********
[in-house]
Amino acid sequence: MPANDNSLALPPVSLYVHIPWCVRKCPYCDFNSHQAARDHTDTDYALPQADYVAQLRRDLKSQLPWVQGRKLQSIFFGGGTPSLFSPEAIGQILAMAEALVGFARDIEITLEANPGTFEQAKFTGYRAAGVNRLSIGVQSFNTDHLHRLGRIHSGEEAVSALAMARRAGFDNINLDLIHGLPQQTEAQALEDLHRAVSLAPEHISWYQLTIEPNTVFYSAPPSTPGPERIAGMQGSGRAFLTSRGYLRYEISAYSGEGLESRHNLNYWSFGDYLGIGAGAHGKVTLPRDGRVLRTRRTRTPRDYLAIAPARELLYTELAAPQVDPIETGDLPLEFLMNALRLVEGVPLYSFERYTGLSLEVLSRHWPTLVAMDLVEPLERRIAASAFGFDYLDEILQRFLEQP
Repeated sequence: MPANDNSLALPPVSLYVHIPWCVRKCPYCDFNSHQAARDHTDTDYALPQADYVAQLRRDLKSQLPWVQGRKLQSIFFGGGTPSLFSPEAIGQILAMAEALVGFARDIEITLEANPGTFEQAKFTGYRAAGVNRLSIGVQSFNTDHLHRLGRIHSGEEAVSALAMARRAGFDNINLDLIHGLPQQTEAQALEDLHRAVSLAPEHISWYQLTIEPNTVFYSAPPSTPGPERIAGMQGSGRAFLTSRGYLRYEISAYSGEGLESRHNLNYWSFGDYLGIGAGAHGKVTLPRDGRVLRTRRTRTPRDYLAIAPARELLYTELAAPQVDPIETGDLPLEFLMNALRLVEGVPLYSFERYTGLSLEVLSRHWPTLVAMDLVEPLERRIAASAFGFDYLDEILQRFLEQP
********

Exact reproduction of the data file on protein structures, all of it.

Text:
[in-house]
Amino acid sequence: MPANDNSLALPPVSLYVHIPWCVRKCPYCDFNSHQAARDHTDTDYALPQADYVAQLRRDLKSQLPWVQGRKLQSIFFGGGTPSLFSPEAIGQILAMAEALVGFARDIEITLEANPGTFEQAKFTGYRAAGVNRLSIGVQSFNTDHLHRLGRIHSGEEAVSALAMARRAGFDNINLDLIHGLPQQTEAQALEDLHRAVSLAPEHISWYQLTIEPNTVFYSAPPSTPGPERIAGMQGSGRAFLTSRGYLRYEISAYSGEGLESRHNLNYWSFGDYLGIGAGAHGKVTLPRDGRVLRTRRTRTPRDYLAIAPARELLYTELAAPQVDPIETGDLPLEFLMNALRLVEGVPLYSFERYTGLSLEVLSRHWPTLVAMDLVEPLERRIAASAFGFDYLDEILQRFLEQP
Repeated sequence: MPANDNSLALPPVSLYVHIPWCVRKCPYCDFNSHQAARDHTDTDYALPQADYVAQLRRDLKSQLPWVQGRKLQSIFFGGGTPSLFSPEAIGQILAMAEALVGFARDIEITLEANPGTFEQAKFTGYRAAGVNRLSIGVQSFNTDHLHRLGRIHSGEEAVSALAMARRAGFDNINLDLIHGLPQQTEAQALEDLHRAVSLAPEHISWYQLTIEPNTVFYSAPPSTPGPERIAGMQGSGRAFLTSRGYLRYEISAYSGEGLESRHNLNYWSFGDYLGIGAGAHGKVTLPRDGRVLRTRRTRTPRDYLAIAPARELLYTELAAPQVDPIETGDLPLEFLMNALRLVEGVPLYSFERYTGLSLEVLSRHWPTLVAMDLVEPLERRIAASAFGFDYLDEILQRFLEQP